‘Monologues’ gives voice to women’s issues
By Krista Coulter
Whether the women were new to the group, veterans returning for yet another performance, or students and faculty who had joined to support a good cause, their rehearsal ran smoothly and excitedly.
Once they finished practicing and started talking amongst themselves, it became clear that each performer had her own reason to get onstage for UIC’s 2013 performance of “The Vagina Monologues.”
“I did ‘The Vagina Monologues’ as an undergrad and I thought this was a great opportunity to meet other like-minded women,” graduate student Jessica LeBeau-Richman said.
“A lot of the women I’ve worked with have experienced violence or discrimination so I feel like it’s a good way to have their spirit with me.”
Other performers stepped into the spotlight for the first time, intrigued by the buzz surrounding the play and wanting to step out of their comfort zones.
“This is my first time; I’m a ‘Vagina’ virgin,” undergrad Gabriela Illa said. “My girlfriend Vanessa [Lopez] is actually the one who made me audition for it with her so I’m really excited I got forced into it and I think it’s going to be a great show.”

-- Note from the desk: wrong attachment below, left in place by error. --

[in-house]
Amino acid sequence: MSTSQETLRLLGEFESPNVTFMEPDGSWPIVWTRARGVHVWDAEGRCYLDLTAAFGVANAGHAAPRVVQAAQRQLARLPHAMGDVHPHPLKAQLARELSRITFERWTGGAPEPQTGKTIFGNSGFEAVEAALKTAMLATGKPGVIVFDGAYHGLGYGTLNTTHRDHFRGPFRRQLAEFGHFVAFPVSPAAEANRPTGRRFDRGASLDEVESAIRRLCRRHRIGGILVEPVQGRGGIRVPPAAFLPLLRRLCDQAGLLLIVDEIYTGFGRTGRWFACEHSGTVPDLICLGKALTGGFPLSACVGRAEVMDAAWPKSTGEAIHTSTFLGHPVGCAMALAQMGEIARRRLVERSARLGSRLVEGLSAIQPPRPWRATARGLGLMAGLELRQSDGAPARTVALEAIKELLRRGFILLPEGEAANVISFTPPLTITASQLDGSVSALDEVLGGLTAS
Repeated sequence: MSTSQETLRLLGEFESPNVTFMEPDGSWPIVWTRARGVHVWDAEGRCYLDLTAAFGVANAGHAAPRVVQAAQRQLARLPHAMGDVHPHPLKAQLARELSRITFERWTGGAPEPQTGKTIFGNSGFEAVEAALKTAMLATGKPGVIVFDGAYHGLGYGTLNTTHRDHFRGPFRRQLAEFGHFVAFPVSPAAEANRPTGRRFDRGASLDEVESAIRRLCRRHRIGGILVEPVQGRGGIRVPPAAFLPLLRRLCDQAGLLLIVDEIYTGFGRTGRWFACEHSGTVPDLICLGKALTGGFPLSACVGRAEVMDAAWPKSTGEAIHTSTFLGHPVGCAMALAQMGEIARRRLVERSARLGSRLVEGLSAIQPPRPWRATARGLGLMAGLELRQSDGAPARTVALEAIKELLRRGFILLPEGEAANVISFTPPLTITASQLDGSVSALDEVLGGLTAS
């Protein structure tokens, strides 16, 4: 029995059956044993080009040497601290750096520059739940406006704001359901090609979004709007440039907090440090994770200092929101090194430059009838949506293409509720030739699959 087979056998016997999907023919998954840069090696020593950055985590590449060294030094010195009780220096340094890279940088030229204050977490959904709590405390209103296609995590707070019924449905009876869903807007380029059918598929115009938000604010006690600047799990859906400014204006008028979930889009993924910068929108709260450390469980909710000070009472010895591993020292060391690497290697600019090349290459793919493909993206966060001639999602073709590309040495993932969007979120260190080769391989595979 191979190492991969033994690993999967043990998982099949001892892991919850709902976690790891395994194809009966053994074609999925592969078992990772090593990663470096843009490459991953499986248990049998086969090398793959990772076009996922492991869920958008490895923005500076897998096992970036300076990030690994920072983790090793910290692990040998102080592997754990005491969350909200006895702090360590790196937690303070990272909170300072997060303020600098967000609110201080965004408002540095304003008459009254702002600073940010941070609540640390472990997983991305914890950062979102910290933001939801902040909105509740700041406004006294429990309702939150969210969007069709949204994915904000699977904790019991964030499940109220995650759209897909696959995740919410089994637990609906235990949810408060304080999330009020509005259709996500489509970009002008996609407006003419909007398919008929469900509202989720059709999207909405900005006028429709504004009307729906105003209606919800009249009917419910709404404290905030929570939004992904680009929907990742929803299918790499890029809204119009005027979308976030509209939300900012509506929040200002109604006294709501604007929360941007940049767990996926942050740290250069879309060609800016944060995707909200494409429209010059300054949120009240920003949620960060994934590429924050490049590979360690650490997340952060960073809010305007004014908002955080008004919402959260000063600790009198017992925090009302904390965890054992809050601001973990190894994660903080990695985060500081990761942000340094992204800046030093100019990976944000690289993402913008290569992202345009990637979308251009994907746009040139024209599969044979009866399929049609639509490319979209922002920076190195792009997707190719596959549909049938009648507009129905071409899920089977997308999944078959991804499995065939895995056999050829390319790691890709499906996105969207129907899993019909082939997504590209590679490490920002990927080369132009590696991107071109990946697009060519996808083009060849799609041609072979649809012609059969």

The cast hits the stage at 7 p.m. Friday and 3 p.m. and 7 p.m. Saturday at in L285 Education, Performing Arts and Social Work Building. Students can purchase tickets for $5 with i-card; others are $10. Purchase tickets from any cast member, at the UIC Campus Advocacy Network office (802 University Hall), online or by emailing firstname.lastname@example.org.
“The Vagina Monologues,” originally a play written by feminist activist Eve Ensler, is a series of monologues that touch on issues of sex, love, rape, violence and more. The performance led to the formation of V-Day, a global movement to end violence against women, celebrated at a national and also local level.
The cast and crew will hold their annual V-Fest event March 8 for International Women’s Day, hoping to bring in people to share their own stories and get involved.
“The play doesn’t directly address everything,” director Josie Mazza said. “So a lot of times people come to the show and they feel pumped and they want to know how they can get involved and we want to use that as a mechanism to get people involved.”
Most of the performers cited raising awareness as a key reason for joining “The Vagina Monologues.”
“I consider myself a feminist since I was a teenager and I support raising awareness about violence against women and girls,” faculty member Christina Tomacic said.
“I invited friends and family [last year] who would
not consider themselves feminists or never even use the word ‘vagina’ in mixed company and had them leave empowered.”
• Krista Coulter is a senior in communication.